On Dec. 2, when Samuel White was supposed to be watching his “miracle baby” Ja’Leyah who had survived her mother’s leap from a burning building before Ja’Leyah was even born, White got drunk instead.
White left the baby alone for hours at a stretch that December day. He made two trips to the liquor store, knocking back a fifth of E&J gin and a 12-pack of Bud as a chaser.
He bought a cellphone and hung out with his buddies in the parking lot of the Oak Hollow Apartments, as Ja’Leyah cried, alone, in the playpen in the apartment.
He smoked marijuana joints and washed it down with more gin and a couple extra beers as Ja’Leyah’s mother worked the second of two full-time minimum wage jobs to support the family.
Then White finally passed out drunk in the bed with Ja’Leyah right next to him. White then killed her when he rolled over on her.
The “miracle baby”, a name that White called Ja’Leyah after the apartment fire, suffocated.
Ja’Leyah White, born Sept. 2, 2013, was exactly 3 months old.
Thursday in court, White admitted it all and was sentenced to 15 years in prison after pleading guilty to involuntary manslaughter and unlawful child neglect. The sentence handed down by Judge Frank Addy was the maximum allowed under South Carolina law after prosecutors agreed to drop the initial charge of homicide by child abuse. All sides agreed that while White was drunk and high, and had been day in and day out instead of caring for his daughter, he did not intentionally harm Ja’Leyah.
But the result was the same, said Addy, as social services agents had already banned White from being alone with his daughter because of his well-known drunken episodes and penchant for hanging out with his pals instead of watching his tiny daughter.
Prosecutors were “extremely generous” in dropping the homicide charge because of the lack of intent, said Addy, but that didn’t mean that White was any less responsible for Ja’Leyah’s death. White, a two-time convicted felon, could have faced life in prison if convicted of homicide by child abuse.
More, White had signed an agreement with the S.C. Department of Social Services weeks before Ja’Leyah’s death, that stated he would not be alone with the baby because of several reports and complaints from neighbors about White’s constant drinking and leaving Ja’Leyah unattended.
“The first obligation of this state is to protect the people who can’t protect themselves,” Addy told a trembling and sobbing White in court. “I have to try to send a message so that other people do not suffer as your daughter suffered. You weren’t even supposed to be around that child. You posed a clear and imminent danger to that child just by being around her.”
White expressed remorse, saying he is “sorry” and that he will live with the guilt for the rest of his life.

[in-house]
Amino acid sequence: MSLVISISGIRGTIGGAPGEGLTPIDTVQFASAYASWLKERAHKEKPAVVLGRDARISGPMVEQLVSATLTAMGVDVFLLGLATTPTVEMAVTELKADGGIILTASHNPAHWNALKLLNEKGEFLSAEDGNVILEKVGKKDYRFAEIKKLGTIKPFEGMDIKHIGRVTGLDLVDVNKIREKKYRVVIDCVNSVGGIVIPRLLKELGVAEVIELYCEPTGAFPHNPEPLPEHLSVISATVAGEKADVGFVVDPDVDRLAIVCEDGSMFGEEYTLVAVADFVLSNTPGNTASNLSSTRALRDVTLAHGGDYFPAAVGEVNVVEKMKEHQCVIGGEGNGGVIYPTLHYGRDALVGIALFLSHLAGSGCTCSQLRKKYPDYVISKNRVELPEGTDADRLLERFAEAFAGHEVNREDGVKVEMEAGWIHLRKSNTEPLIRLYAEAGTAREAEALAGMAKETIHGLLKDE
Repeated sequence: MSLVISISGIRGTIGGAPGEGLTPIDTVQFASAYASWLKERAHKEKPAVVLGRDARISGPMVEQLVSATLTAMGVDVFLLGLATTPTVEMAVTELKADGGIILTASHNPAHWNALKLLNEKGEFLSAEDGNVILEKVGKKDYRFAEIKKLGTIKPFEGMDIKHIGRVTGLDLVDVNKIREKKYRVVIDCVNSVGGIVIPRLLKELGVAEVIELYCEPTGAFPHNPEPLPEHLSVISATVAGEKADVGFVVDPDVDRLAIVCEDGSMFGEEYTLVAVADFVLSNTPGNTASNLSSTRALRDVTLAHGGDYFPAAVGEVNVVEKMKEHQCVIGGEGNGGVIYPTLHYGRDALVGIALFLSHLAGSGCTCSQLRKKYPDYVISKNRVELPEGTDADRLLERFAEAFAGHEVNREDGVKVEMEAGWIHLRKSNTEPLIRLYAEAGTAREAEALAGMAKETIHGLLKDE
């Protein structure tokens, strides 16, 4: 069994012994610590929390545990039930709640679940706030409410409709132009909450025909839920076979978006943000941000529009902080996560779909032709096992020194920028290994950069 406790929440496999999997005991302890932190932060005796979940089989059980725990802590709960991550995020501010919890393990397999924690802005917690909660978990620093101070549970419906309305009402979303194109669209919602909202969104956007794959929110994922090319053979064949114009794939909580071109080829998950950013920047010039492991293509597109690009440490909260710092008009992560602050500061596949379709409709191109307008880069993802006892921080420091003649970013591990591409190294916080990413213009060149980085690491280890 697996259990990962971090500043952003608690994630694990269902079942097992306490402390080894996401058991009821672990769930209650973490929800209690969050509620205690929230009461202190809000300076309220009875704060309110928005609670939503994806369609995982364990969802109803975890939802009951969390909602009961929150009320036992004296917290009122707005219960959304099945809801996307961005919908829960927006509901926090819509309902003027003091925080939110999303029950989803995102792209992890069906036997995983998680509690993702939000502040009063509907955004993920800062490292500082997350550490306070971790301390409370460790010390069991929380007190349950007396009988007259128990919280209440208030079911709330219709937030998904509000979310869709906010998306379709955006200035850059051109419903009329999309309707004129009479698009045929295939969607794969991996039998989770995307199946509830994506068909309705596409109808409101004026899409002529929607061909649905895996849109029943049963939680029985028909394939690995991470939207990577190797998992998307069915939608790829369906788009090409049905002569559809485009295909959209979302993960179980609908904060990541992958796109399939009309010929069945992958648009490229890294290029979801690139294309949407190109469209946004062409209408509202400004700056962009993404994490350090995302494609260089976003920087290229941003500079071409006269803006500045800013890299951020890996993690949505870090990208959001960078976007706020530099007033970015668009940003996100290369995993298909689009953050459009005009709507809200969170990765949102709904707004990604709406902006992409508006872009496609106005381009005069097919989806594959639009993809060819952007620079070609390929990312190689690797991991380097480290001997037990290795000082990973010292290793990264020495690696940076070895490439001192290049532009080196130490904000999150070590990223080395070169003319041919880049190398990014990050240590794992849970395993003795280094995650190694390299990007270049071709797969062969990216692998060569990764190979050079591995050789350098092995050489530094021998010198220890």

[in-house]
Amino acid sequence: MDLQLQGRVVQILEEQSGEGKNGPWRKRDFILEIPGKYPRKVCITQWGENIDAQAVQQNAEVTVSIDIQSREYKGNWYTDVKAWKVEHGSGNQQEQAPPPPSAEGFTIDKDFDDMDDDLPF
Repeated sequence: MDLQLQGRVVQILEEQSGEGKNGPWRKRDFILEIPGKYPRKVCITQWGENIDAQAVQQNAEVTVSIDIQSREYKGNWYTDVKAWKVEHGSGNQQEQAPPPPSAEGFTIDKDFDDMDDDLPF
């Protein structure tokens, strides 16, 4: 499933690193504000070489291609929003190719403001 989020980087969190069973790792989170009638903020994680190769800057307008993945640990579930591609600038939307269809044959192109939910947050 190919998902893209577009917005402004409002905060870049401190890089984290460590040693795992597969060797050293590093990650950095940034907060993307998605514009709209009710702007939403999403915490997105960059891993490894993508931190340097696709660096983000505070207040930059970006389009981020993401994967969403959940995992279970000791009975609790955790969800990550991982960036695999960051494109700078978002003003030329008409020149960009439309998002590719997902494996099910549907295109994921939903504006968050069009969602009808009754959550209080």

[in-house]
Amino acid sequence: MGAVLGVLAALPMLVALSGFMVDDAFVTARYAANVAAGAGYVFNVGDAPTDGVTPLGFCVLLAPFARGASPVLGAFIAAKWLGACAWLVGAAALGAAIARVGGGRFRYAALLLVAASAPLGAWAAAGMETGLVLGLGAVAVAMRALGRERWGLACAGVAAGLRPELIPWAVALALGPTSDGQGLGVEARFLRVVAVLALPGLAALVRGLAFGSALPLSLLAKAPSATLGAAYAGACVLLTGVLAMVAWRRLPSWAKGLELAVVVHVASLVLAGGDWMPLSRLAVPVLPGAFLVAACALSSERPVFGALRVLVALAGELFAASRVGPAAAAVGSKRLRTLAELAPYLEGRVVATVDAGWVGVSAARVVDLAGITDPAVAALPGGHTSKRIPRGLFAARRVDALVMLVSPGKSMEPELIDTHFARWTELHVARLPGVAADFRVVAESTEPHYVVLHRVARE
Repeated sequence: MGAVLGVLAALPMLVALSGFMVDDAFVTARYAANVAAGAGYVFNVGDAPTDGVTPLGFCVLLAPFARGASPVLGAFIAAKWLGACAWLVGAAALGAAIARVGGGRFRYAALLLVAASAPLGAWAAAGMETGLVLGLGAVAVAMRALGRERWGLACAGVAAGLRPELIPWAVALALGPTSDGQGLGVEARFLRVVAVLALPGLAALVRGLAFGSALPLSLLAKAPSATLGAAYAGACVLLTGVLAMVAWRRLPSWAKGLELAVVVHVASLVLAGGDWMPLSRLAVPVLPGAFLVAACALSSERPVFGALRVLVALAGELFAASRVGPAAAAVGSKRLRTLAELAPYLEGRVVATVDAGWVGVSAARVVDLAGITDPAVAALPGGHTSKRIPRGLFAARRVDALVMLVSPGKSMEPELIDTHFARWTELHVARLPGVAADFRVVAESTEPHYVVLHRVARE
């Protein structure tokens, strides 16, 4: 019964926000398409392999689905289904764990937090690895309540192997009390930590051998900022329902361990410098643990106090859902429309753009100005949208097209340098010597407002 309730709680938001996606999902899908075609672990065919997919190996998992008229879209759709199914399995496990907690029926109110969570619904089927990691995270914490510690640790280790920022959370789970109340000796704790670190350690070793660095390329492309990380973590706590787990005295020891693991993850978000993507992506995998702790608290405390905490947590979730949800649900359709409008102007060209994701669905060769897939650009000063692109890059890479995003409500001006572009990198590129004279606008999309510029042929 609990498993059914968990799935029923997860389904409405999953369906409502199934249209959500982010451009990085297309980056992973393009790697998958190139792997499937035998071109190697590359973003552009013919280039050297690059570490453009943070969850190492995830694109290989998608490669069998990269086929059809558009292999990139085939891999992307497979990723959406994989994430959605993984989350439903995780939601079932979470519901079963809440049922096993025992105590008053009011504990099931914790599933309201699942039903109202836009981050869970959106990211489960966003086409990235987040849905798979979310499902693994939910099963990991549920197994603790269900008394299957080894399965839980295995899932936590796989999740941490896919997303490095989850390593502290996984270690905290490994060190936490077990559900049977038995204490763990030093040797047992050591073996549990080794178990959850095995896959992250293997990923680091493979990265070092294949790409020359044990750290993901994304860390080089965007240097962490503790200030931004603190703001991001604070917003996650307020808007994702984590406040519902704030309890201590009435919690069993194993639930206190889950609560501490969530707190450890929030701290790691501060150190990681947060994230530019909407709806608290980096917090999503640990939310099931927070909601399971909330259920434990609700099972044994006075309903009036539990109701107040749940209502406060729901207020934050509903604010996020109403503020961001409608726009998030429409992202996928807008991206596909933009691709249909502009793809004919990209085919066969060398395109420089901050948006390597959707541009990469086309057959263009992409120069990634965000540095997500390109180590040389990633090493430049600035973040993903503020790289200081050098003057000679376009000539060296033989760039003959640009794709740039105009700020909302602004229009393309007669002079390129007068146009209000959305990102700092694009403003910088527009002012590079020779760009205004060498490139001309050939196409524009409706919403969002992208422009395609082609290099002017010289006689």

“I would do anything to bring my daughter back,” White said in court. “I wish it could have been me. My daughter had her whole life ahead of her.”
Despite losing her only child, Mandi Coley, Ja’Leyah’s mother, defended White in court and asked for leniency. Coley, who was seven months’ pregnant in July 2013 when she and White had to leap from the second floor of the burning apartment building, had to climb in through the window the night her daughter died because White was so drunk he could not answer the door. Coley had worked 16 straight hours at Bojangles’ and Wal-Mart on Dec. 2 and told police she had to physically beat White to get him off Ja’Leyah that night.
Yet, Coley said in court, White was “an amazing father,” who “would not intentionally hurt his child.”
White’s lawyer, assistant public defender Phil Smith, described White as a “severe alcoholic” who was so wasted on booze and dope the day of Ja’Leyah’s death that White’s memory of the day is hazy. Yet, Smith said, White has “overwhelming grief” and admits responsibility.
A cousin of White’s broke down in court, saying he and others should have intervened before White’s drinking and neglect turned deadly.
Yet prosecutor Willy Thompson described Samuel White’s daily drunken binges as White’s choice, where White chose to leave Ja’Leyah crying in the apartment while White drank and hung out and made trips to the store.
White did not shake Ja’Leyah to death, said Thompson the prosecutor. White did not beat his child. But what White did do was get high and drunk on Dec. 2 with his buddies instead of watching his daughter.
White’s constant neglect was “a loaded gun waiting to go off,” Thompson said.
The gun finally went off Dec. 2. The bullet was the gin and pot, the beer and the disdain.
Ja’Leyah White, the “miracle baby,” of Rock Hill’s apartment fire, ran out of miracles when her drunken father rolled over on her in bed and the child who wasn’t even yet 10 pounds died gasping for air.